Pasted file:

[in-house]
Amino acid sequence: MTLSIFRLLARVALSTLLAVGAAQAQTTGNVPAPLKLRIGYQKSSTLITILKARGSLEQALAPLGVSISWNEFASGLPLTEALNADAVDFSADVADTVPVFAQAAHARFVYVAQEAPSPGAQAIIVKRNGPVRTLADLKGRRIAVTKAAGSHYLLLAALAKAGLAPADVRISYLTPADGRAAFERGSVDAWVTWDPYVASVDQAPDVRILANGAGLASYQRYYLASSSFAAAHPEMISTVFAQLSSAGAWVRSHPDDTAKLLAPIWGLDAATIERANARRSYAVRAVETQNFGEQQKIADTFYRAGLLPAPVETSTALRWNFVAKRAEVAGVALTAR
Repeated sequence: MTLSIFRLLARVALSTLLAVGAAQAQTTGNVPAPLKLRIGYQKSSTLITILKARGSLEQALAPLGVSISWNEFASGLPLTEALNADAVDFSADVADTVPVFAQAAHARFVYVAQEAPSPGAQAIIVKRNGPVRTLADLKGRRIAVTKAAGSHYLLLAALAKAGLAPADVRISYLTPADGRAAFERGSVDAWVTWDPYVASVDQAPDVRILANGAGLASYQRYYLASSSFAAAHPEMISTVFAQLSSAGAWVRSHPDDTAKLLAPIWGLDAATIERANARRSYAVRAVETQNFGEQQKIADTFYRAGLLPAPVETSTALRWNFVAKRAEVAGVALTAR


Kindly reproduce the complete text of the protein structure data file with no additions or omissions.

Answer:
[in-house]
Amino acid sequence: MTLSIFRLLARVALSTLLAVGAAQAQTTGNVPAPLKLRIGYQKSSTLITILKARGSLEQALAPLGVSISWNEFASGLPLTEALNADAVDFSADVADTVPVFAQAAHARFVYVAQEAPSPGAQAIIVKRNGPVRTLADLKGRRIAVTKAAGSHYLLLAALAKAGLAPADVRISYLTPADGRAAFERGSVDAWVTWDPYVASVDQAPDVRILANGAGLASYQRYYLASSSFAAAHPEMISTVFAQLSSAGAWVRSHPDDTAKLLAPIWGLDAATIERANARRSYAVRAVETQNFGEQQKIADTFYRAGLLPAPVETSTALRWNFVAKRAEVAGVALTAR
Repeated sequence: MTLSIFRLLARVALSTLLAVGAAQAQTTGNVPAPLKLRIGYQKSSTLITILKARGSLEQALAPLGVSISWNEFASGLPLTEALNADAVDFSADVADTVPVFAQAAHARFVYVAQEAPSPGAQAIIVKRNGPVRTLADLKGRRIAVTKAAGSHYLLLAALAKAGLAPADVRISYLTPADGRAAFERGSVDAWVTWDPYVASVDQAPDVRILANGAGLASYQRYYLASSSFAAAHPEMISTVFAQLSSAGAWVRSHPDDTAKLLAPIWGLDAATIERANARRSYAVRAVETQNFGEQQKIADTFYRAGLLPAPVETSTALRWNFVAKRAEVAGVALTAR